LEE MILLER has begun to look the part as Kilmarnock's No.9.

His new guise has been embroidered over the past three weeks with the addition of training gear bearing his squad number, while a home shirt with his surname printed on the back awaits the 31-year-old at Rugby Park.

He is by now unmistakably the club's main striker for the new campaign, a look set off further by the assured performance given by Miller during a pre-season friendly with Annan Athletic on Saturday.

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References to his predecessor have not been so well disguised; Miller signed a two-year contract, his arrival followed immediately by allusions to Kris Boyd. Those have been manifest either in direct questions from the media or in the form of a young autograph hunter who approached Miller earlier this month while wearing a Rangers jersey with "Boyd 9" printed on it.

It at first drew a smile from Miller but also an acknowledgement that the name will be hard to escape this season.

Kilmarnock have been occupied with the recruitment of new players this summer, Miller having signed on the same day as midfielder Paul Cairney, while forward Josh Magennis, defenders Jamie Hamill and Mark Connolly and winger Tope Obadeyi comprise the other transfer business to be completed so far. Yet there is still a void to fill at the Ayrshire club. Boyd rejoined Rangers last month as a footballer who had done the work of 13 men last term, or at least that was how many of his Kilmarnock team-mates it took to match his tally of 22 goals.

Miller has been careful to distance himself from the suggestion that he will follow in Boyd's footsteps - he is expected to avoid ending up in the SPFL Championship next season, after all - but has kept an account of his talents close at hand, should the former Aberdeen striker be obliged to remind anyone. "I'd like to think there is much more to my game than just scoring goals," said Miller, whose most prolific season came in 2002/03 when he scored 19 times for a Falkirk side which finished top of the first division but was not permitted into the top flight.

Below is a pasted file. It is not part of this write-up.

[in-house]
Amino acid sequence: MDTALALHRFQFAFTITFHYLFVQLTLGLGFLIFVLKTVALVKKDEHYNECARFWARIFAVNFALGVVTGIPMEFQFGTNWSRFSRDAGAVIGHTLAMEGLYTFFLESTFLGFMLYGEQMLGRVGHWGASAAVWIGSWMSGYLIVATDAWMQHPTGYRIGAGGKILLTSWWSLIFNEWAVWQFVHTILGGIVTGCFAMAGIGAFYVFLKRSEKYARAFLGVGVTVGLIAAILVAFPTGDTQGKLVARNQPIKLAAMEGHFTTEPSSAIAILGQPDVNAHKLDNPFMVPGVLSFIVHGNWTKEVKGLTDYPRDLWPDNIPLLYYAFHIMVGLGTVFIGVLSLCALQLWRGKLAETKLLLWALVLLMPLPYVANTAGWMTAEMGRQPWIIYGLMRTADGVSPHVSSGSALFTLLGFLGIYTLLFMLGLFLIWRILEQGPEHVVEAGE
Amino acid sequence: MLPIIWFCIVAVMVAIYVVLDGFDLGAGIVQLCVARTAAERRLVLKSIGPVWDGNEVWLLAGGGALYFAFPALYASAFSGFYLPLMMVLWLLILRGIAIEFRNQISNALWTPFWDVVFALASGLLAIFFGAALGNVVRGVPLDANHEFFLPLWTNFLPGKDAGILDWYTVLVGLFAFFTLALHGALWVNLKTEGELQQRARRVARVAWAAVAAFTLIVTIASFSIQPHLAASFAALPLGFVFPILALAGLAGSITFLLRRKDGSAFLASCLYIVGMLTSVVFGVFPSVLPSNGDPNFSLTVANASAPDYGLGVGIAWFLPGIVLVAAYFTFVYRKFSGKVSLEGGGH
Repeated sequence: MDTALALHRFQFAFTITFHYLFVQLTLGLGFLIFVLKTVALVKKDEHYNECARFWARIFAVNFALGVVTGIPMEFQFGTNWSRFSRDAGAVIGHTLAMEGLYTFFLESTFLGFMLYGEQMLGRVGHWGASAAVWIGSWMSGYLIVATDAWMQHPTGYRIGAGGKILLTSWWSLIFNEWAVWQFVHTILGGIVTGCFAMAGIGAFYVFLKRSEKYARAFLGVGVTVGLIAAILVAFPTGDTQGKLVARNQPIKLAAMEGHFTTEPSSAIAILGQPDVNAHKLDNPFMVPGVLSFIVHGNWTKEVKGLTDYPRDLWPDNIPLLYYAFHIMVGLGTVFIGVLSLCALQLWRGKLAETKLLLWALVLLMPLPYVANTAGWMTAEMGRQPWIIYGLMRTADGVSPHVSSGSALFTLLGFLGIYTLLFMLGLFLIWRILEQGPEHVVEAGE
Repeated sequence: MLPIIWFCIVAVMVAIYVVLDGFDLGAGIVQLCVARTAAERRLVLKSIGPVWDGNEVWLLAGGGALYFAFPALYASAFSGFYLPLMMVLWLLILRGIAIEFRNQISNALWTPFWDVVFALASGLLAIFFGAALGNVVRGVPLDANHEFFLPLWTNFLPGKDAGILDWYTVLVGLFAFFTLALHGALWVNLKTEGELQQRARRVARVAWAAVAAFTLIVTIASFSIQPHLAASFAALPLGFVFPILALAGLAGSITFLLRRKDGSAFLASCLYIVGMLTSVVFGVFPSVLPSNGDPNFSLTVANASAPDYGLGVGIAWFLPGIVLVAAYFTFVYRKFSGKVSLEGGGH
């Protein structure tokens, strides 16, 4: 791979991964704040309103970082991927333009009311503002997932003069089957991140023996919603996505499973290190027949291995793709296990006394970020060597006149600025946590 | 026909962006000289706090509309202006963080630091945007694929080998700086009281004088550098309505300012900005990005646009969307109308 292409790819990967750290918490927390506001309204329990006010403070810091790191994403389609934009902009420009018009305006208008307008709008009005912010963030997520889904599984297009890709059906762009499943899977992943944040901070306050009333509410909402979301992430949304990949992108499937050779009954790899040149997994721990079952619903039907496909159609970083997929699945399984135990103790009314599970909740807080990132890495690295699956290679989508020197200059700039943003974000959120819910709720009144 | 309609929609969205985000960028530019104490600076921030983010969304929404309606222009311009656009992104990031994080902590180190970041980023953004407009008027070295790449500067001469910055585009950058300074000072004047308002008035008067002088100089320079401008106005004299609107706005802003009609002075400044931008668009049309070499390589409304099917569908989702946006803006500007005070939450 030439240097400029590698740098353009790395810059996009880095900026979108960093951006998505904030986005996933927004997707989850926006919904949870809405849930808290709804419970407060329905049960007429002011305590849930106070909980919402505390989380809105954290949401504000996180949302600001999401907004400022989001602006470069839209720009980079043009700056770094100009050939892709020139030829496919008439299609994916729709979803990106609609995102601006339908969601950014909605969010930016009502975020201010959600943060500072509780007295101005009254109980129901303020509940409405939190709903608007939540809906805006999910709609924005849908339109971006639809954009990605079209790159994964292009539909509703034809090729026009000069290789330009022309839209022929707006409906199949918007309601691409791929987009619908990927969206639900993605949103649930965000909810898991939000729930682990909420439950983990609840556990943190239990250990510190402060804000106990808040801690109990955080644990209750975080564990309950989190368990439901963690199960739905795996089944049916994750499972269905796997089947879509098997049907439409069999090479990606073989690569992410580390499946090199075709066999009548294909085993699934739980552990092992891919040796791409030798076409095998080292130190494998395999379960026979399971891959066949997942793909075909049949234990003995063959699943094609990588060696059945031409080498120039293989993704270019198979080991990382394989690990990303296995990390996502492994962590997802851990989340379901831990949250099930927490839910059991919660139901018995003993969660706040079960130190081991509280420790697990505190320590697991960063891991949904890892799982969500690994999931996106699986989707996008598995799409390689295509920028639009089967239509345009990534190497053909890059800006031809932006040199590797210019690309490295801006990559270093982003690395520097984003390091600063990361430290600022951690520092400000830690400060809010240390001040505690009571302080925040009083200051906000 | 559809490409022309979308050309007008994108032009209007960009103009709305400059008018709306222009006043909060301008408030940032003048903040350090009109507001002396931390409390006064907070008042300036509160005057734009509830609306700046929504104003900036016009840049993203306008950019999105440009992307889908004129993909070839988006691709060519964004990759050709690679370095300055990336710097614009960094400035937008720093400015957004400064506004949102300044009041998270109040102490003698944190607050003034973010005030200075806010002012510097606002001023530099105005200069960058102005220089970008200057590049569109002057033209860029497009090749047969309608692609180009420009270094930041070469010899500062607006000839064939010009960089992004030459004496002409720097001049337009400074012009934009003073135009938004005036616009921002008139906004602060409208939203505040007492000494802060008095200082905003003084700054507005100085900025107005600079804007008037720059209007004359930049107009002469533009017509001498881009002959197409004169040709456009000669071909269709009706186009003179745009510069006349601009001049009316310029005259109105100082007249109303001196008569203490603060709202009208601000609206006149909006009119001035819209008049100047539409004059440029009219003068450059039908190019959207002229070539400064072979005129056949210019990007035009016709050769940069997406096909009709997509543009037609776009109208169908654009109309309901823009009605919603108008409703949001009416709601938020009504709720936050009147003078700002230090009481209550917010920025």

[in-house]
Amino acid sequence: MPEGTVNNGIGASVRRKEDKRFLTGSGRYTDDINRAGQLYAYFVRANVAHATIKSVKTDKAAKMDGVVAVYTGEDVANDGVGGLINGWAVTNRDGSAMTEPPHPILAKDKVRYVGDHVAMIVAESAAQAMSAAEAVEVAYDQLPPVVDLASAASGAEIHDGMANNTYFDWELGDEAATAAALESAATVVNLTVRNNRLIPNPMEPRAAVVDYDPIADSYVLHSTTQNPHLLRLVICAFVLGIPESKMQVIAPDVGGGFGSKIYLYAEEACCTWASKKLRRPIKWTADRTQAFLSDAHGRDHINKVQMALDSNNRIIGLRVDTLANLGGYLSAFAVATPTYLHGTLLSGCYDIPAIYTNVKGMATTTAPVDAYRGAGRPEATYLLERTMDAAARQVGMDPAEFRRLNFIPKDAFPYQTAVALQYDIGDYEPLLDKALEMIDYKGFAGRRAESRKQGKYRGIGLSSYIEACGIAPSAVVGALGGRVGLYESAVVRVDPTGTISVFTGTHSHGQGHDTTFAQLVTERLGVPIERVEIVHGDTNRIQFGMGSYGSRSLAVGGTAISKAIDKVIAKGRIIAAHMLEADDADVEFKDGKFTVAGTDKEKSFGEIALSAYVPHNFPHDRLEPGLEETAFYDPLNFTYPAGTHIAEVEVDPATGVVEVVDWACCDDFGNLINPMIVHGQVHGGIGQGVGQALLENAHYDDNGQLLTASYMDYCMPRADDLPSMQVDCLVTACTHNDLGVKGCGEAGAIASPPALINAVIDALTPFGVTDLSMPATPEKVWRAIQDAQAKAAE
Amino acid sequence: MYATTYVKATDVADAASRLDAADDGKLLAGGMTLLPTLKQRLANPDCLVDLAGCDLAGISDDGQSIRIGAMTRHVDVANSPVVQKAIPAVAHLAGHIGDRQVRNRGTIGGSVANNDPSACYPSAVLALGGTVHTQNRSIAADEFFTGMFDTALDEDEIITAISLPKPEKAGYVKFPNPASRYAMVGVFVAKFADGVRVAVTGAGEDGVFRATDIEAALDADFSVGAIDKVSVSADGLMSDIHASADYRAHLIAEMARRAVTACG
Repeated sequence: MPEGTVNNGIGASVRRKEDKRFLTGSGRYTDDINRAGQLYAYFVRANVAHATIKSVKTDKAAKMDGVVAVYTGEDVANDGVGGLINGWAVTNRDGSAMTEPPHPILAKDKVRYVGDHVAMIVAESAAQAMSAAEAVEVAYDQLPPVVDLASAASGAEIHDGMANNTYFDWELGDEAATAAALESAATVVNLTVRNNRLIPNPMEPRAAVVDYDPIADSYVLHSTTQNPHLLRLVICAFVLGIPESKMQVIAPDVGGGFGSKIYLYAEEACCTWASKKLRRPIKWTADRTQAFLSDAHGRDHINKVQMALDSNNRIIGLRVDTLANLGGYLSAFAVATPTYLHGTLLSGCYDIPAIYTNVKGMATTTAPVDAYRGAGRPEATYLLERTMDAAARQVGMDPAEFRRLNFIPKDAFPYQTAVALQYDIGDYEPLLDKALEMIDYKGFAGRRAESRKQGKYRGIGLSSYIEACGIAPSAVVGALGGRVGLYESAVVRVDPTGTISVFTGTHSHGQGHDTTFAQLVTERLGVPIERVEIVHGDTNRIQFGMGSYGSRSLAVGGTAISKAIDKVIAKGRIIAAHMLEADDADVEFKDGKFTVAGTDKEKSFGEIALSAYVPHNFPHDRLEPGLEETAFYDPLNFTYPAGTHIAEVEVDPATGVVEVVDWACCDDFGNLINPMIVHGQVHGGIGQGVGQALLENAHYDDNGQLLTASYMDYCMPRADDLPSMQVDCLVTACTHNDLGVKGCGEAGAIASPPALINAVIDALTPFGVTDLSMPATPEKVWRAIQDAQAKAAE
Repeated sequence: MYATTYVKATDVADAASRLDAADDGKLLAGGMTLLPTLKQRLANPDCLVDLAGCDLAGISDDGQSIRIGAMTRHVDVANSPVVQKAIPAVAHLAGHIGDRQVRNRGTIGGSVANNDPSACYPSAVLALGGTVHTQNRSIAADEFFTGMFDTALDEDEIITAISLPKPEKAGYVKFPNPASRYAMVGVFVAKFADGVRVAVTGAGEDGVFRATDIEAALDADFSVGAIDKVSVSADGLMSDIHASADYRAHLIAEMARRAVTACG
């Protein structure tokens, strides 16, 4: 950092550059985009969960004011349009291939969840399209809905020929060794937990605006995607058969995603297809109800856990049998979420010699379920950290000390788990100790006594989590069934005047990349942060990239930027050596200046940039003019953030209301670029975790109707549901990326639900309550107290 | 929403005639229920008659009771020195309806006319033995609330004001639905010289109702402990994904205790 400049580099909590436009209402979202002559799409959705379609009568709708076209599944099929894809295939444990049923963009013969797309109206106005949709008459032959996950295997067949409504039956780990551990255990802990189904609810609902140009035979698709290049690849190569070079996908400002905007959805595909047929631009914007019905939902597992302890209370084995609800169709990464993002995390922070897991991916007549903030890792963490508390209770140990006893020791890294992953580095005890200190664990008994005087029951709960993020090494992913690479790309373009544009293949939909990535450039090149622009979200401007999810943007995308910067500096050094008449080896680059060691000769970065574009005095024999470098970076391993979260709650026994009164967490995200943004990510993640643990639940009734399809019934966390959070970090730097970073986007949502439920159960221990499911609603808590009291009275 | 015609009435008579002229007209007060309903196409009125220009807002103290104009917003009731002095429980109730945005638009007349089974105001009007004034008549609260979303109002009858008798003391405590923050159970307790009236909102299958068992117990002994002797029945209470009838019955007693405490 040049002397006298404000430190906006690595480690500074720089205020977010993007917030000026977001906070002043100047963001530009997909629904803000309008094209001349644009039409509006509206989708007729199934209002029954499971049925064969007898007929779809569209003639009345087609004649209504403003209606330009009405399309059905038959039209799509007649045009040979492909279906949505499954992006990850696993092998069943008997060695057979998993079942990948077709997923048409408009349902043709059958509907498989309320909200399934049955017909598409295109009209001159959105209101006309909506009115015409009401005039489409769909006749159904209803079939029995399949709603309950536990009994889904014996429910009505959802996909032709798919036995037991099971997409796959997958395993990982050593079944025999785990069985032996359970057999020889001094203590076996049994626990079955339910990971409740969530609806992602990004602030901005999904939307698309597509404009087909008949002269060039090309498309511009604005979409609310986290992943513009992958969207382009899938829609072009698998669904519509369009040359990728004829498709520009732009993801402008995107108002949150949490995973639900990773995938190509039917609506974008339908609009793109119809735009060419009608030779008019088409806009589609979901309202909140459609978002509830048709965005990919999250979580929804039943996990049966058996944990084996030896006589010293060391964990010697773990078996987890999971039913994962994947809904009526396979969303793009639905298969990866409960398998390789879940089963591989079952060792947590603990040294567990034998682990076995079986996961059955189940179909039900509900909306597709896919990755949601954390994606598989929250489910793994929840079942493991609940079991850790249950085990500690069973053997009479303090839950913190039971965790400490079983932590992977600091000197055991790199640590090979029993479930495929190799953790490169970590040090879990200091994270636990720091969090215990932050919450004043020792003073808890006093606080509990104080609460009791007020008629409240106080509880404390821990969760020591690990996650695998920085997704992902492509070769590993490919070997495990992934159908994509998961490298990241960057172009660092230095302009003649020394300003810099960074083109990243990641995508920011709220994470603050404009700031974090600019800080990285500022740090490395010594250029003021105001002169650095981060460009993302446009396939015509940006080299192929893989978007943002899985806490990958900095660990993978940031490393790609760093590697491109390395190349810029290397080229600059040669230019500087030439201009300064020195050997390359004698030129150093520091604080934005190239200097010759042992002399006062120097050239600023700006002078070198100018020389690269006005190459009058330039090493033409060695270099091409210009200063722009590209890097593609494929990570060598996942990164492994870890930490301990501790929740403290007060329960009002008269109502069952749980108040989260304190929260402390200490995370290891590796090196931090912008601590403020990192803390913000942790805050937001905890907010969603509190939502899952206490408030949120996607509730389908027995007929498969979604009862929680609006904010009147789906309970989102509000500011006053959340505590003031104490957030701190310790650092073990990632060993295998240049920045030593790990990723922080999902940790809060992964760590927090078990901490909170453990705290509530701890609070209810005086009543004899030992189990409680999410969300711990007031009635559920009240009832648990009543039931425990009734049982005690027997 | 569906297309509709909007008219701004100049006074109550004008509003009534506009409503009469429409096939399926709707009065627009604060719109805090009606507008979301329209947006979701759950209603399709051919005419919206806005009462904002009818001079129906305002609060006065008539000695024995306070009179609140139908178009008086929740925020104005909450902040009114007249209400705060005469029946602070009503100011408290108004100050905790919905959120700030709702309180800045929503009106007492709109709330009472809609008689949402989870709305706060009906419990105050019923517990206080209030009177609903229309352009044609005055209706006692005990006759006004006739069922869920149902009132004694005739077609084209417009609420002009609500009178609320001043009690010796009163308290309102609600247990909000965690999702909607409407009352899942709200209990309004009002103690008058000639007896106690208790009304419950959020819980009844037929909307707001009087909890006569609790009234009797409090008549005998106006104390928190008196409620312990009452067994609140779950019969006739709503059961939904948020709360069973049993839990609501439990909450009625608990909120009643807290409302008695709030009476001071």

"I've been away from Scotland for four or five years and had indifferent spells at Middlesbrough, Notts County and Carlisle. I've returned a much better player. Being down there has made me stronger physically and mentally. I also don't need to rely on pace because I never had any in the first place; it's all about reading the game and being in the right place at the right time. I also want to win my flick-ons. God, I'm making myself sound like a 'worldy' striker!"

His reputation was impressive enough already that he was sought by a plethora of clubs on either side of the border following his release by Carlisle United at the end of last season. Miller - whose cv is burnished further by three international caps - had resolved to return to Scotland, indeed he had moved his children north again during the previous campaign.

"It was the right to come home. I've had a lot of things with my family and family will always come first," said Miller, who lost his wife to illness two years ago.

"When I was playing with Carlisle I stayed up here and commuted. I had lots of offers from England and Scotland. It was flattering. I've made my decision to join Kilmarnock and I want to help us have a successful season, do well in the cups and aim for a top-six finish. I feel we can do that with the players here."

And without one, in particular.